Why is the intrusion and inquisition of interrogation essential in a totalized society like the Russian autocracy? It is the tool that allows the Intelligence apparatus (the brain of a totalitarian body politic) to confront the silence - and shape the speech - of the totalized Russian society presented by Conrad. The passive, impervious, even moribund nature of this body politic informs the recurrent image of a body - drunk, dead, or asleep - suspended in a vast frozen waste, and this image of groundless suspension in a frozen blank white void applies above all to Razumov. Silence is the meaning of these many encompassing images of being frozen alive, and is the focus of Conrad's interrogation of Russia and, finally, of language itself. The haunted fatality of this vision is confirmed by its echoing of Adam Mickiewicz's classic Polish critique of Russia eighty years earlier, the "Digression" in Forefather's Eve of 1832; Czeslaw Milosz writes that Conrad "seems to repeat its contents line for line in . . . Under Western Eyes" (225)

Silence is a signal characteristic of the frozen Russian wastes here. The novel's images of suspended corpses are silent, and as well the holders of power - Prince K, Councilor Mikulin, etc. - mumble or are silent; the key words in their sentences are ellipses, erasures, silences. The "truths" of Razumov's story are silenced, and by the end of the novel his world is literally silence: his eardrums are shattered by the counterspy Nikita’s gun. This final silence of Razumov's world merely makes manifest its actual condition: all previous hearing and speech have been invalidated by lies, within himself and within the world he inhabited; both the official story or history and his personal version are compounded of falsifications. The brunt and import of the novel's interrogation, then, reveal that language capable of uttering meaning is silenced in the Geneva of the revolutionaries, the Petersburg of the autocracy, and indeed the Europe of modernity.

The interrogatory rhetoric - of the nearly mute aristocrats and of the strategically mumbling Intelligence chief in Russia - plays at a silence which invites the interrogated to fill the gaps, to accede to and participate in a totalized societal speech. What the society evokes is, then, not only passivity and imperviousness, but also a sort of participation taking the peculiar form, however, of confession. Though, as we saw, Conrad was highly critical of Dostoevsky, this novel has characters who echo Crime and Punishment; and of course Razumov's confessional journal represents a development of the novel genre modeled by Dostoevsky, not least in Notes from Underground. Mikulin's interrogation of Razumov draws from him what is desired, confession, collusion, and betrayal, but in a Dostoyevskian confessional form which the interrogating apparatus does not expect and cannot decipher. Against the interrogating rhetoric of the totalized Slavic society, this "Slavic" English novel pits an alternative equally characteristic of Slavic culture - a confessional rhetoric based in a sort of silence.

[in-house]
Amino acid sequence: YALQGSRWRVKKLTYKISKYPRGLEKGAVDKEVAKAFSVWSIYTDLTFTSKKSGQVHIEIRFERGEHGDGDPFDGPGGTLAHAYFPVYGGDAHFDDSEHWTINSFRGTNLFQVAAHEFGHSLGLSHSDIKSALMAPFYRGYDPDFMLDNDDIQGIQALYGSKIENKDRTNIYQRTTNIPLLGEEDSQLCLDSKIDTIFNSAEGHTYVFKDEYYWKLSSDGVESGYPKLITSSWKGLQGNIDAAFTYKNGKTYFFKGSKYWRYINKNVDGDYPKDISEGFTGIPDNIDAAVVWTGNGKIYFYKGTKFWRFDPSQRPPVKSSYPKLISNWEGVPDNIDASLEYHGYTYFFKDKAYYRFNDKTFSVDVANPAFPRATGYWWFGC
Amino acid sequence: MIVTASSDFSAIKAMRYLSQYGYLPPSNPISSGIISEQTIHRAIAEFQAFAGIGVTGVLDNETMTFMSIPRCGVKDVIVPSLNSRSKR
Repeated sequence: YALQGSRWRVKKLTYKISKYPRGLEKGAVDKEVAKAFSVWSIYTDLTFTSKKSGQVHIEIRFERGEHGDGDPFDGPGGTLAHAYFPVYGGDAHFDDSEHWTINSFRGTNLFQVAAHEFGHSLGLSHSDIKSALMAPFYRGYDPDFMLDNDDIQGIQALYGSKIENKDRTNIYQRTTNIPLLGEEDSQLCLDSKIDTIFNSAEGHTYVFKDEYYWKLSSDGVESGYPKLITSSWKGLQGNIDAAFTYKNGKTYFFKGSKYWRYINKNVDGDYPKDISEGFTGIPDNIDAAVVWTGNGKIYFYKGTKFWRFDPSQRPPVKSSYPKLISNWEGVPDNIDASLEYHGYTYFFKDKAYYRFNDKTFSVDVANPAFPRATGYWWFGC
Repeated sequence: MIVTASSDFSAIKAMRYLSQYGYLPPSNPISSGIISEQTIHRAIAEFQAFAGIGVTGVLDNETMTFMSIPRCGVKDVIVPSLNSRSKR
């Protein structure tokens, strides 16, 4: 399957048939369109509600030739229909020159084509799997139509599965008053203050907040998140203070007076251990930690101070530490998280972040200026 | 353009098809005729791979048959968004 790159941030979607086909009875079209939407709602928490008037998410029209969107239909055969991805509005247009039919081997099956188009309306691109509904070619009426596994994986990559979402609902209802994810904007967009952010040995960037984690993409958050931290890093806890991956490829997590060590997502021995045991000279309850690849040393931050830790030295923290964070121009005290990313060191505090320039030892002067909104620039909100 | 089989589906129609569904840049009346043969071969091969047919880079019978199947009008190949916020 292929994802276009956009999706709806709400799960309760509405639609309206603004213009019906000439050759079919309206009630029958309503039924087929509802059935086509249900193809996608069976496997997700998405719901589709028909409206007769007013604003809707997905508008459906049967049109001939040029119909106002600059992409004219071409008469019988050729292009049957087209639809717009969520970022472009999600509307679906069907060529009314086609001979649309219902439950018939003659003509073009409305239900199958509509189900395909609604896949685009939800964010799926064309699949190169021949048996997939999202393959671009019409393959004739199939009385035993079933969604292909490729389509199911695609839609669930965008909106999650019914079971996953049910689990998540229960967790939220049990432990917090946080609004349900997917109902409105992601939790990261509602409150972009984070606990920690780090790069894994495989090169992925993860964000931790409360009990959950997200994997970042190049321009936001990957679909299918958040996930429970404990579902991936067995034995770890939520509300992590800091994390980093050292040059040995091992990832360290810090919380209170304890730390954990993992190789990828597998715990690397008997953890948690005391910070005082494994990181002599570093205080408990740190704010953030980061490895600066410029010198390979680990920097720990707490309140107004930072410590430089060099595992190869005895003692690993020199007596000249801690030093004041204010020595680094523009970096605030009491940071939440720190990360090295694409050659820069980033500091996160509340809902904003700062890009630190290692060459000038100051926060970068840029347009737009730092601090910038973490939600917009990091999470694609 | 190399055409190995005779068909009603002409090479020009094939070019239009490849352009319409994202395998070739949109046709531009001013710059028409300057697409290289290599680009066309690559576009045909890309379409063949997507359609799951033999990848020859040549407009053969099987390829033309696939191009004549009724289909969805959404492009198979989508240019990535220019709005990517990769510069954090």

Totalitarian speech, in sum, ironically and unstably calls forth the upwelling confessional speech it requires, but in a hybrid form undecipherable to it. In a further irony, the opacity of Razumov's confession complicates and reinforces what we have noted is the ironic doubleness of his character, making him simultaneously a haunted Petersburg hero of Eastern genre and origin and a coldly "English" rational Western temperament, though the latter recedes by novel's end. Finally, the novel's narrative structure ironically juxtaposes Razumov's Dostoyevskian confession with the British professor's narration and "translation" of that narrative. A Slavic literary form, then, is paired against and interacts with a more traditional, conventionally Western version of the novel genre, and a mutually deconstructive tension results, measuring Eastern and Western rhetoric against each other.
I'll post the conclusion of this essay next week. 
Here are Amazon links to Conrad's novel and to Dostoyevsky's two works cited above: Under Western Eyes (Penguin Classics) and Crime and Punishment (Penguin Classics)  and Notes from Underground and The Double (Penguin Classics).